The bottom line of the HYEFU was that there is still plenty in the tin for more fiscal spending. The Government has overachieved on its self-imposed Fiscal Responsibility Rules: net debt is set to fall below 20% GDP sooner than expected, and forecast operational spending is well below the cap of 30% of GDP. Despite that, the Government did not signal an increase in its spending plans – the allowance for new spending in future Budgets remains at $2.4bn per year.
We doubt that the Government’s hands will stay off the piggy bank forever. The New Zealand public tends to ask for a slice of the action when it sees a large surplus. And the current Government faces the added pressure of having to satisfy the interests represented by three political parties. We suspect that the Government will announce an increase in spending plans closer to the time of the next election.
Next week sees the release of the balance of payments and GDP, rounding out the picture of how the economy performed up to the September quarter. We’re expecting a modest 0.5% rise in GDP (Thursday), following a 1% jump in the June quarter that benefited from one-offs in certain industries. Milk production was significantly above trend in the June quarter; it was only modestly above trend in the September quarter. Electricity demand fell in the September quarter, and lower hydro lake levels meant a greater reliance on higher-cost methods of generation. On the positive side, the mining sector appears to have rebounded from the shutdowns that affected the June quarter. And, as noted above, government spending fell short in the June quarter but has been catching up in recent months.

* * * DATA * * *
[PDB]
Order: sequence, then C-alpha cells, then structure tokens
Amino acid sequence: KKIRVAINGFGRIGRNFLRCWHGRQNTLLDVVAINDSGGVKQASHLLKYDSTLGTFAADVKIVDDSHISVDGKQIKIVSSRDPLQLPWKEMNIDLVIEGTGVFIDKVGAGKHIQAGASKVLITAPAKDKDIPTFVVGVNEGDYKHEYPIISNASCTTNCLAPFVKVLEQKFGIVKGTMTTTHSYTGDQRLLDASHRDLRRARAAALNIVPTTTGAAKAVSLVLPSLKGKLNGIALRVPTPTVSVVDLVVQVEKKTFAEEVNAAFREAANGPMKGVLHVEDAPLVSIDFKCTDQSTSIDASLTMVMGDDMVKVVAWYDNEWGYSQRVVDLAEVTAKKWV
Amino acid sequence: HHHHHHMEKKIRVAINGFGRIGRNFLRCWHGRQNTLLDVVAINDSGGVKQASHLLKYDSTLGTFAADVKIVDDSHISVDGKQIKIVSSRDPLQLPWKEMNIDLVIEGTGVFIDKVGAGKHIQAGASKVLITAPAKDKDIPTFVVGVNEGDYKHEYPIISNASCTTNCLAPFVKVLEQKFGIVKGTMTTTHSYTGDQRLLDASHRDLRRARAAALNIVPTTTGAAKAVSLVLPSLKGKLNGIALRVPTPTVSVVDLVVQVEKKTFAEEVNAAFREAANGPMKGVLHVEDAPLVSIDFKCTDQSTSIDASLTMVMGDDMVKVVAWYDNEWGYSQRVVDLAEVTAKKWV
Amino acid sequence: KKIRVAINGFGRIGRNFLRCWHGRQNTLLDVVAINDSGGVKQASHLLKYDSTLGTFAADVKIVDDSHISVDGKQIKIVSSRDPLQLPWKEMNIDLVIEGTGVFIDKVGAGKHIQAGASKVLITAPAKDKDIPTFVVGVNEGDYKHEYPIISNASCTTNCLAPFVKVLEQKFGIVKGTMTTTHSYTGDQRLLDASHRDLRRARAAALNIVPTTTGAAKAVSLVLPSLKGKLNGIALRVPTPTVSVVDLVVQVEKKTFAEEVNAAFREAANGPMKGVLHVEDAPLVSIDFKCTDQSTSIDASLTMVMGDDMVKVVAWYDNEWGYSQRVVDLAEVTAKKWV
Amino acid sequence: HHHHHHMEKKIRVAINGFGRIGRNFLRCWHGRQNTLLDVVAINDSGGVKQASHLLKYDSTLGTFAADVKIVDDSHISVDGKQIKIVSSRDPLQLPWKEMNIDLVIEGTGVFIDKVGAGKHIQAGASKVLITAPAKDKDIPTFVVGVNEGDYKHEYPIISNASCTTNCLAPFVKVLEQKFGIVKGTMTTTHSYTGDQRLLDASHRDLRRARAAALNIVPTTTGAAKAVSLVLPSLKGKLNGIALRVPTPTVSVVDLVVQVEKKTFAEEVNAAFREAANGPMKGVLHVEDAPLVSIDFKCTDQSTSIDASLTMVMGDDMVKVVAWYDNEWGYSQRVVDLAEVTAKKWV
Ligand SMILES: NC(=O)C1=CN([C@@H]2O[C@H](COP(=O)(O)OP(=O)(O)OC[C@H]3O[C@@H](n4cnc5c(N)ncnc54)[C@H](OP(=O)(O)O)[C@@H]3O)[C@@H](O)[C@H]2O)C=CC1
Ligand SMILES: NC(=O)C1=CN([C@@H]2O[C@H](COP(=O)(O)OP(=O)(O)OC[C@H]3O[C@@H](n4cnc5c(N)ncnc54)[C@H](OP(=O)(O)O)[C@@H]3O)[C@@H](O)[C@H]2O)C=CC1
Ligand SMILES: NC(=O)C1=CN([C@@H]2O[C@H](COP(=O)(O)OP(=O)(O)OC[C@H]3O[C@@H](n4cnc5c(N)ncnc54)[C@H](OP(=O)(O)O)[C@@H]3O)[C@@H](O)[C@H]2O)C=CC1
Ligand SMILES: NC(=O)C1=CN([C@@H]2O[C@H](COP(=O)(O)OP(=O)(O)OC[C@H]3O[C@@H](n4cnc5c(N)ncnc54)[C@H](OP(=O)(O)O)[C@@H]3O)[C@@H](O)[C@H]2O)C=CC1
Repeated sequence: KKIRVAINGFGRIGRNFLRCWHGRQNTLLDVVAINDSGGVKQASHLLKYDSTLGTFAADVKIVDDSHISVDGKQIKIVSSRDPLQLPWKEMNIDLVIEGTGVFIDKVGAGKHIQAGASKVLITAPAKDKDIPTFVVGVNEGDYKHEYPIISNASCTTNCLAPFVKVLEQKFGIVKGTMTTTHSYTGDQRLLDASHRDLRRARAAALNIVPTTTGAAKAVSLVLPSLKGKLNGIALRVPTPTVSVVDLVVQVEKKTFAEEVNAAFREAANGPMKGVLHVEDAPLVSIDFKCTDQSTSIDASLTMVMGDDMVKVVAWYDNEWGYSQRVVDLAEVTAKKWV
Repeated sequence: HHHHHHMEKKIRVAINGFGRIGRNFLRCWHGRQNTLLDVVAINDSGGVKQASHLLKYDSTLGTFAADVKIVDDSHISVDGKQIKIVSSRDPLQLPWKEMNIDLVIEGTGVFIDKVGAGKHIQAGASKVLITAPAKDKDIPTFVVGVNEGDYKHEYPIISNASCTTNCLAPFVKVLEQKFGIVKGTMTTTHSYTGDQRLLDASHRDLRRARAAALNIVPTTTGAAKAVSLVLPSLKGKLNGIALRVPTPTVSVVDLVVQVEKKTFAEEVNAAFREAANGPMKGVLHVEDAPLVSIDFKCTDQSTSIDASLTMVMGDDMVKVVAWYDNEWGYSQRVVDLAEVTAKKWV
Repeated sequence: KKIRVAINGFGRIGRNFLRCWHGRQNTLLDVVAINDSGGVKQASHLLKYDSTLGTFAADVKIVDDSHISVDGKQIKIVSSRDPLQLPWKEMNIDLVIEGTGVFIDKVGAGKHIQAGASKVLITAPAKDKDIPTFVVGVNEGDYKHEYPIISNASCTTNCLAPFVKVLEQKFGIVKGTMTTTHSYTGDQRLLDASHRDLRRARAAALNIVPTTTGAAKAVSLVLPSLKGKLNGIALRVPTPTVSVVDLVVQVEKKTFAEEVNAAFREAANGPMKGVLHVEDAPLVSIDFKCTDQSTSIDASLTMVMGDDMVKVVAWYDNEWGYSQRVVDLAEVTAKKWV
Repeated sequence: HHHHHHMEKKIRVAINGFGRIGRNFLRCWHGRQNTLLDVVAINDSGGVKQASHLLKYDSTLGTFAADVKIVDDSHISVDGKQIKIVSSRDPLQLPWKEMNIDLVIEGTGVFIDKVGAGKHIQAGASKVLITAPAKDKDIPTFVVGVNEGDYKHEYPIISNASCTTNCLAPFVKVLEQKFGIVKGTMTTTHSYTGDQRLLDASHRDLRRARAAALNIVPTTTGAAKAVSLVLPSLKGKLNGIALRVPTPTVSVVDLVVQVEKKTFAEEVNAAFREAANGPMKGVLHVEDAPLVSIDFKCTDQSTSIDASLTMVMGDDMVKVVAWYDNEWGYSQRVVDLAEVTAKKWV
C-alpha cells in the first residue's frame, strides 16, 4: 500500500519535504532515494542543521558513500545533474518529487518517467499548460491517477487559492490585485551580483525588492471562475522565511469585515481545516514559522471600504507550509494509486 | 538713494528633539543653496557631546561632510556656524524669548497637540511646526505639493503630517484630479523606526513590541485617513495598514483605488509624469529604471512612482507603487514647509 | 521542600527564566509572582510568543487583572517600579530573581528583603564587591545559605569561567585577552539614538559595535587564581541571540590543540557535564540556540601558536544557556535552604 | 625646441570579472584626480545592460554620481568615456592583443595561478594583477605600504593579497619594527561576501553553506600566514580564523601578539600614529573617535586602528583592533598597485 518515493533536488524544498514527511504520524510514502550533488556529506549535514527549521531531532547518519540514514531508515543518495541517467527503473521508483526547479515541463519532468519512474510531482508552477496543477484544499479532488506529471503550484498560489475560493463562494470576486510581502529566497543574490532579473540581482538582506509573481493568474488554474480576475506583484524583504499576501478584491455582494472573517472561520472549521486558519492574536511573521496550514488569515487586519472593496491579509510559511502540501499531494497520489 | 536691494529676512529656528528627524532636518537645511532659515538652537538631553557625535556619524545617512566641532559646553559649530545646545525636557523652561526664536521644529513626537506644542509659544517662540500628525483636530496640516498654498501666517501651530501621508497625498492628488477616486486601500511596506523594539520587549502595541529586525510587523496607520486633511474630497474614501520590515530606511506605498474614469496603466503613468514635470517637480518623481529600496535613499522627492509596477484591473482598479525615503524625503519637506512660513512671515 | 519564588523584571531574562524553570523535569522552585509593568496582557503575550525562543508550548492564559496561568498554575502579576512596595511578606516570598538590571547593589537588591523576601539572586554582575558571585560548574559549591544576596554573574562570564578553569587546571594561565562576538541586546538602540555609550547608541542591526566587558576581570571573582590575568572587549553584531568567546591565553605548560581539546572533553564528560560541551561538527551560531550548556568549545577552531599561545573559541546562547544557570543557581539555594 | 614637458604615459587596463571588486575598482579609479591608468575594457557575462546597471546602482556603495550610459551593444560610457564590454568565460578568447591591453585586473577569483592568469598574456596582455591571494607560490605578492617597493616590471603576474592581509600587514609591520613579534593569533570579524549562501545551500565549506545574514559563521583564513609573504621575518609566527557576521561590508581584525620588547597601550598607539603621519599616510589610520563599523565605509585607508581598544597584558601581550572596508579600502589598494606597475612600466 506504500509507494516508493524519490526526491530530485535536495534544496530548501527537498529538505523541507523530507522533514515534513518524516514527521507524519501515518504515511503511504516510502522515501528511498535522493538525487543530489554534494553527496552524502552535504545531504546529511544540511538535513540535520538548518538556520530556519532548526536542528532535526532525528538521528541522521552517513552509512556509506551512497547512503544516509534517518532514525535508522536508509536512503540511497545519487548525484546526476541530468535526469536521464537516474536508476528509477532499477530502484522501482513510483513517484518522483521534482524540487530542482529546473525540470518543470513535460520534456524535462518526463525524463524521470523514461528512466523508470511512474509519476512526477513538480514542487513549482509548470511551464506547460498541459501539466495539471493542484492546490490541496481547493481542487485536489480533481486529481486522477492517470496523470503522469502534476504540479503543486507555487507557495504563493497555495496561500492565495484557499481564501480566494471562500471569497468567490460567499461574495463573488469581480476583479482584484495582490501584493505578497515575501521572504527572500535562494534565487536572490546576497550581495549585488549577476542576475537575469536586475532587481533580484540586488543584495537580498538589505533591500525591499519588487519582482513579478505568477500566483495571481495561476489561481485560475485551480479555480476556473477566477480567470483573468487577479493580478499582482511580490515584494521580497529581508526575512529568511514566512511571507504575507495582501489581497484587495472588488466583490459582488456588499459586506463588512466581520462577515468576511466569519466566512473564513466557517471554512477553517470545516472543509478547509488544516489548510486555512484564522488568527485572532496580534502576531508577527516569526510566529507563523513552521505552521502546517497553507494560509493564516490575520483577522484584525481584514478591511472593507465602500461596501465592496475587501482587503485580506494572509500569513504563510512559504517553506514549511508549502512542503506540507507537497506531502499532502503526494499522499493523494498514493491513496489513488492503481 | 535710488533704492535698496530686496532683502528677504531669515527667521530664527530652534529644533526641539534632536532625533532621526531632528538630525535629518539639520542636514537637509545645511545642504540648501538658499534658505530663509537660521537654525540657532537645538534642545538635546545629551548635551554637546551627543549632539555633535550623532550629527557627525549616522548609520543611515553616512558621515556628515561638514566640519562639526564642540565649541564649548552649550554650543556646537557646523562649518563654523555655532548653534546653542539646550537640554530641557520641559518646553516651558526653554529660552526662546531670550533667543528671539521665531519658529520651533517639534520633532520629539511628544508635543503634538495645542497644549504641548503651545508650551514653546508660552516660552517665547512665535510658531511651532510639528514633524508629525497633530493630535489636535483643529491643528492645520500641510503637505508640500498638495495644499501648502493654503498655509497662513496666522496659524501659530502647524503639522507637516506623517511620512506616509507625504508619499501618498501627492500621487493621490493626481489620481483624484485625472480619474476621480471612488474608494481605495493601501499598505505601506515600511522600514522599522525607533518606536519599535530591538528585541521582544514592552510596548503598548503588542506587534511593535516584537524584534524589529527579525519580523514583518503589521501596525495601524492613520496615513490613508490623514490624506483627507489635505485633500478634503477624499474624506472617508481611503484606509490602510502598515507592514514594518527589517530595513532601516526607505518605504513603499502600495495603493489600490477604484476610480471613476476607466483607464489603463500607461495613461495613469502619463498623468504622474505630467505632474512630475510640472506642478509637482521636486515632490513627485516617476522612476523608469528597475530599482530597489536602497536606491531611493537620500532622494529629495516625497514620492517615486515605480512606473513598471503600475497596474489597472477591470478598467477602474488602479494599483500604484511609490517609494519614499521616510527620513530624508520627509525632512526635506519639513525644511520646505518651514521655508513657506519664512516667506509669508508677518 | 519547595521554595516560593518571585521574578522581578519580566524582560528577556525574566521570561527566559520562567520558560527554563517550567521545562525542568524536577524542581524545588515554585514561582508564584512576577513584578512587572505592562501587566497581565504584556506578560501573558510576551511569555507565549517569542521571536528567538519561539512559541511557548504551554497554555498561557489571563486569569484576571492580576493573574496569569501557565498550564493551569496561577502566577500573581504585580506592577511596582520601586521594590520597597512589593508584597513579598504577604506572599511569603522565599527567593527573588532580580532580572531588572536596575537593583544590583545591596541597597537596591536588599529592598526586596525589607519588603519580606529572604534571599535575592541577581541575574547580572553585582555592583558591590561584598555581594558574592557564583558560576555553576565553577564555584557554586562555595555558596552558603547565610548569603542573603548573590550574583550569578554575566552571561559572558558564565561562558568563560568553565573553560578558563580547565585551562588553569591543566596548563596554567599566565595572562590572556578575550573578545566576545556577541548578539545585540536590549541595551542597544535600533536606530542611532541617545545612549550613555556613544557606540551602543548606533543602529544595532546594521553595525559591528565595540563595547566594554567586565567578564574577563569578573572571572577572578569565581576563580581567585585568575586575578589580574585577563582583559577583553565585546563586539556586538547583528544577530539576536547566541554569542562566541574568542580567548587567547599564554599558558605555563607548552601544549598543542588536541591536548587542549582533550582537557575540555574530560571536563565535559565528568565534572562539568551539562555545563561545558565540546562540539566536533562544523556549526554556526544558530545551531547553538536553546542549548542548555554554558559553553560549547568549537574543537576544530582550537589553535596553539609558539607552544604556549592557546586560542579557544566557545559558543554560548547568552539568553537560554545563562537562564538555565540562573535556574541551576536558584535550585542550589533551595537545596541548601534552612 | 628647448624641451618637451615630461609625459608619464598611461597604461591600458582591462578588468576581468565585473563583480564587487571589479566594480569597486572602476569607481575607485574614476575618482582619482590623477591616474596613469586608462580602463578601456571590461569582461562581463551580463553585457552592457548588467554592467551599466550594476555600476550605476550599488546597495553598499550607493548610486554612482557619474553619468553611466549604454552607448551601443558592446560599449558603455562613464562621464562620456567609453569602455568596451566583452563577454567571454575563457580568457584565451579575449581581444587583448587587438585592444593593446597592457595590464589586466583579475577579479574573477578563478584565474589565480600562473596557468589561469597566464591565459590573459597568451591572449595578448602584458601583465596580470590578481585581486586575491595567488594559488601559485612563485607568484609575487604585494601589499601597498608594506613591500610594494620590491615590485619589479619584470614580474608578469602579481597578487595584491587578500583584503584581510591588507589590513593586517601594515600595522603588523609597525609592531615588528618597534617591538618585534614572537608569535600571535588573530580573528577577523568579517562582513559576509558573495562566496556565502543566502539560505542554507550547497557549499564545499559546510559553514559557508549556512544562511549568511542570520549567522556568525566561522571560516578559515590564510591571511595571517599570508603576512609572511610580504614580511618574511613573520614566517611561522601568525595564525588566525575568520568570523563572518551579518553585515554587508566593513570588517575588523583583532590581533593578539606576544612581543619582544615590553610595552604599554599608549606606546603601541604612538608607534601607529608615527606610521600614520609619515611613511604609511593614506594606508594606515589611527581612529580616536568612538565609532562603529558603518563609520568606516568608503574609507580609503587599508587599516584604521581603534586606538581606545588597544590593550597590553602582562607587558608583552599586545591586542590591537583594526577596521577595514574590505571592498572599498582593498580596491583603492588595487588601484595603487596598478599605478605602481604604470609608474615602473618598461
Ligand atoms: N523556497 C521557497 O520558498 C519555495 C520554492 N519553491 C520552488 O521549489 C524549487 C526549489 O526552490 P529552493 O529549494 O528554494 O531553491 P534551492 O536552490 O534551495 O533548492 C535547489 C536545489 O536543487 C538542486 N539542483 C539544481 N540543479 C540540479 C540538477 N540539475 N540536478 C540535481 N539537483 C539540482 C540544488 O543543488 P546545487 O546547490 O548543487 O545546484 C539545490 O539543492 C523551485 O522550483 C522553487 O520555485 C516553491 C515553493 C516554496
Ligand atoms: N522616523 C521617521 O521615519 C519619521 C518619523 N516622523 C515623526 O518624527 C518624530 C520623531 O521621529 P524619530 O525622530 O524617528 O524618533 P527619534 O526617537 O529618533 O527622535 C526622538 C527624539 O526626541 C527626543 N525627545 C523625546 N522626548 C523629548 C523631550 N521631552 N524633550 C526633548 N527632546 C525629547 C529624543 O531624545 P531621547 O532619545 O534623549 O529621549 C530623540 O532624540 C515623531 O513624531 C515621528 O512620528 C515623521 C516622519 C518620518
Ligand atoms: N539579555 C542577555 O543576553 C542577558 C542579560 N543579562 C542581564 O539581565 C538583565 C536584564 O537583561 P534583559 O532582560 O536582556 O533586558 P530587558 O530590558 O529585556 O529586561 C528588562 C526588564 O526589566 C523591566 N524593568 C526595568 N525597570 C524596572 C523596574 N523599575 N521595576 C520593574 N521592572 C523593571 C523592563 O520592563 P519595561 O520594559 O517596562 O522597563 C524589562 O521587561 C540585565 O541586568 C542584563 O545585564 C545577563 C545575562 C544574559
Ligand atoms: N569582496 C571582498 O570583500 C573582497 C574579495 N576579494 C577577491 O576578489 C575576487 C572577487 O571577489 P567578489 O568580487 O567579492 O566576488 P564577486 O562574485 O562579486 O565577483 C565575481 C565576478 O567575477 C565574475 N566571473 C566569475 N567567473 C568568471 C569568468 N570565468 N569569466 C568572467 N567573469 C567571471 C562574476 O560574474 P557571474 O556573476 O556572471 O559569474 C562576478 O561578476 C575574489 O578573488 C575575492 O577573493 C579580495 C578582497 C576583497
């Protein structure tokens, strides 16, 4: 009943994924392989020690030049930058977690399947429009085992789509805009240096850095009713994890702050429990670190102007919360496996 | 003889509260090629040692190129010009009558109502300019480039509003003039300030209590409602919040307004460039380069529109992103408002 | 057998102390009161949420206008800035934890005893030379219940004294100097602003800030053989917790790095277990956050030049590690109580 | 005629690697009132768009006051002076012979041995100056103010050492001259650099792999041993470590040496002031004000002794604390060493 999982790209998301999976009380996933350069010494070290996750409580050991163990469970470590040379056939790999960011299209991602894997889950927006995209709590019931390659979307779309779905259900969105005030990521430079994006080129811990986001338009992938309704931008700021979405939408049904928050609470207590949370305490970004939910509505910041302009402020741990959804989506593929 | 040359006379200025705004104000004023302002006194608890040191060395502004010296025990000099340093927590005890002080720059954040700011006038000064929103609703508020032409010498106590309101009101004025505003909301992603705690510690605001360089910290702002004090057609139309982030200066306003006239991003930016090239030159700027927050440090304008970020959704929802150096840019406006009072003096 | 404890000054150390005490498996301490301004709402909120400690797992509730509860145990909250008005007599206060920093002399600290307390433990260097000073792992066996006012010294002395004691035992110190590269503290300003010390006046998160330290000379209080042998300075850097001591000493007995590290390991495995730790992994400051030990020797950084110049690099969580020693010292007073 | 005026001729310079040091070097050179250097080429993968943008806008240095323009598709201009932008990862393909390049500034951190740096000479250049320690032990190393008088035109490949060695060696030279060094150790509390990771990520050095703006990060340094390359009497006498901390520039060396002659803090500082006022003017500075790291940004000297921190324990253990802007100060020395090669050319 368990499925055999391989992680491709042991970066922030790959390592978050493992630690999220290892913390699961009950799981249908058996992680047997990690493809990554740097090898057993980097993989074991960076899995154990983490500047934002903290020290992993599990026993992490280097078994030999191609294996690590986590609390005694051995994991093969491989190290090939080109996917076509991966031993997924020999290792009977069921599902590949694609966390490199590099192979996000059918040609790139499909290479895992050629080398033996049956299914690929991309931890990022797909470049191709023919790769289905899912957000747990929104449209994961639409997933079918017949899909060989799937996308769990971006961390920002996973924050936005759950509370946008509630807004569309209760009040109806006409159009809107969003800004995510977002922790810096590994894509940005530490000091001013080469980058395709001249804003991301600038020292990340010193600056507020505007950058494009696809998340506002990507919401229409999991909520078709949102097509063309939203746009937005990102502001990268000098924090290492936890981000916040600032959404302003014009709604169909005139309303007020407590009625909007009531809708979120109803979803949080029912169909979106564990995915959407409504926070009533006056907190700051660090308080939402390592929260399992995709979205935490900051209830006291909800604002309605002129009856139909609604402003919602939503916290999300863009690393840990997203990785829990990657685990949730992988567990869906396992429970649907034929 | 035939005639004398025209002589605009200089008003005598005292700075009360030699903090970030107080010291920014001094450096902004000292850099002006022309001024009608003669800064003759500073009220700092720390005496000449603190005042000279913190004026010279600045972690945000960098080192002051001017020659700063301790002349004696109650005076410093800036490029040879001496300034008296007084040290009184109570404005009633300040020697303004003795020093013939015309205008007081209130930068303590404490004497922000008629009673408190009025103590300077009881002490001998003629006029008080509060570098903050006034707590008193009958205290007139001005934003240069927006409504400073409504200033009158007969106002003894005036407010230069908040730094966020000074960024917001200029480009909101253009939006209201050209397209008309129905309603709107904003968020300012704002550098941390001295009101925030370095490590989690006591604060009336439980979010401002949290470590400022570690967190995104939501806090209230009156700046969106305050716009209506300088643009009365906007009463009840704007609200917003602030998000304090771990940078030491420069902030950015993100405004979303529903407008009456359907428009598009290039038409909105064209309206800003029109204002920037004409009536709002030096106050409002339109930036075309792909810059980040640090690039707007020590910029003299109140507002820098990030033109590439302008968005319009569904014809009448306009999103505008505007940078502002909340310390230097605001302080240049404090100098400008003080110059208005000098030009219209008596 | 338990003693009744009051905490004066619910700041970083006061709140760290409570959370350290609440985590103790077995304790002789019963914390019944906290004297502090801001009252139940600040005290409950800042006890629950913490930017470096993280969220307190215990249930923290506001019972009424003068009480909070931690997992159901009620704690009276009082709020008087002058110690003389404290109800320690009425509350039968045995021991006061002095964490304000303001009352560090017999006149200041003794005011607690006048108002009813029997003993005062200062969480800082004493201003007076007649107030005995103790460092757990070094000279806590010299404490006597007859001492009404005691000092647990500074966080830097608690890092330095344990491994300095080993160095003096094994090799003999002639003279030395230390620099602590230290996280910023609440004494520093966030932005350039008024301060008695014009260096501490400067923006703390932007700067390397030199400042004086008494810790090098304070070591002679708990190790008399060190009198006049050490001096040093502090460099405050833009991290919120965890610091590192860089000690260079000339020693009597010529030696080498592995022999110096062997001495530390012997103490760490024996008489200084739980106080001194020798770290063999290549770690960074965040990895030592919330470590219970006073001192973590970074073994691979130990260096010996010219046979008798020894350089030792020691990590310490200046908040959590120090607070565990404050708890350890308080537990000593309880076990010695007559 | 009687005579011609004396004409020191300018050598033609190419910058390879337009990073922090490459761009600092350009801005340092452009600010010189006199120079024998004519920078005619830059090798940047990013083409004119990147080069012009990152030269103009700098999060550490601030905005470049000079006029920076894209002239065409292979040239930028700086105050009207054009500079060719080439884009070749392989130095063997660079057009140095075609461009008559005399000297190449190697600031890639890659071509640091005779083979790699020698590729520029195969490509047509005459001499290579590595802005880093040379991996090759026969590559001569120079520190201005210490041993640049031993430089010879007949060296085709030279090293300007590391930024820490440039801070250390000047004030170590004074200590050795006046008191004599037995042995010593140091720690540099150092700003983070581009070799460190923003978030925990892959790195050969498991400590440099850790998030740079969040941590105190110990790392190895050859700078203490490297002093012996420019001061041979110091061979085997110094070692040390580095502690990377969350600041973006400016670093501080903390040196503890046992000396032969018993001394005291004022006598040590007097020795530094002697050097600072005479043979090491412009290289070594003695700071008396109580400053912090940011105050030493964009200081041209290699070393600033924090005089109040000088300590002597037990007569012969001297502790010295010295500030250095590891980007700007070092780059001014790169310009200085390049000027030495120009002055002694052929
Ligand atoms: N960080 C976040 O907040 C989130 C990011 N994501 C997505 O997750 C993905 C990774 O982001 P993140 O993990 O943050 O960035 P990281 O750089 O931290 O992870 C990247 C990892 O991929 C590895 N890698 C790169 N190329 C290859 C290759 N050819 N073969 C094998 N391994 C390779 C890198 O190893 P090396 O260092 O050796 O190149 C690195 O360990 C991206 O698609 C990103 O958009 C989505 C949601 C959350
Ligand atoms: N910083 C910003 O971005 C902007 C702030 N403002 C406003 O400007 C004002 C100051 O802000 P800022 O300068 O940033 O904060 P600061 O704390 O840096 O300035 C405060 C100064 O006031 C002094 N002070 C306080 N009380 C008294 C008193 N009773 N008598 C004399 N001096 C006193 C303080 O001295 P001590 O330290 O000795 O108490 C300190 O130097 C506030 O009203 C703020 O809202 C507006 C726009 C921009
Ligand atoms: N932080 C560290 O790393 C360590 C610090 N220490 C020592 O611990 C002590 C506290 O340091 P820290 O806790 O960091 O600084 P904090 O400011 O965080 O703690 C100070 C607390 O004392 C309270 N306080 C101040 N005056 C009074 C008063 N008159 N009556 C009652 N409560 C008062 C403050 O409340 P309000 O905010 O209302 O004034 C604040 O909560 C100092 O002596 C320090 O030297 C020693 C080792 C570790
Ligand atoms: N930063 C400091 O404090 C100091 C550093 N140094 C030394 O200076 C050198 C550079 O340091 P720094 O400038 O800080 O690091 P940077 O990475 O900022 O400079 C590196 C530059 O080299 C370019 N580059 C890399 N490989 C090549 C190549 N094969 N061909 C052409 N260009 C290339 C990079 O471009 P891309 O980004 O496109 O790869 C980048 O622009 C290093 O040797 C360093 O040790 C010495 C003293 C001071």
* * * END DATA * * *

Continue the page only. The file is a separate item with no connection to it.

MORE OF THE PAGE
We expect the current account deficit (Wednesday) to widen from 3.3% to 3.6% of GDP, which would be the largest in five years. The trade balance has been hindered by lower dairy production and rising oil prices over the last couple of years, but these factors are starting to reverse. The current account is still on a path that we would consider to be sustainable over the longer term.
Other recent data releases suggest that the economy has continued to trundle along since September. Electronic card spending was down 0.4% in November, but this was influenced by a sharp fall in petrol prices during the month. Spending in the core retail sectors was up 0.5%, suggesting continued modest growth in consumer spending.
November house sales fell 8% in seasonally adjusted terms, unwinding most of the 13% spike in October. House prices eked out small gains across most regions. We’re expecting a more lively housing market over summer, due to the sharp fall in mortgage rate in recent months and the loosening of the Reserve Bank’s loan-to-value restrictions. However, we still expect this boost to be temporary, with other Government polices likely to temper house price gains.
Finally, we note that the Reserve Bank has released a consultation paper on bank capital requirements. Higher bank capital provides a greater buffer against losses during downturns (and provides more confidence that those losses will be borne by shareholders rather than taxpayers). The flipside is that capital is a more expensive form of funding for banks, resulting in higher interest rates for borrowers and more constrained credit growth. The Reserve Bank is proposing a substantial increase in banks’ capital from their current levels, though the final requirement will be determined next year after a consultation period.
Aus Federal budget, 2018/19 mid-year update, AUDbn
- Dec 17, Last: –14.5(pr), WBC f/c: –4.5
The Federal Government’s Mid-Year Economic and Fiscal Outlook (MYEFO) will see upgrades to the budget position as a stronger (nominal) economy boosts revenues.
National income has surprised to the high side, on higher commodity prices, and jobs growth has outperformed.
Nominal GDP growth for 2018/19 will be upgraded (5.0% from 3.75%). Real GDP growth for this year will be rounded down (2.75% from 3.0%) but out years are likely to remain at 3% – although the housing downturn is a downside risk.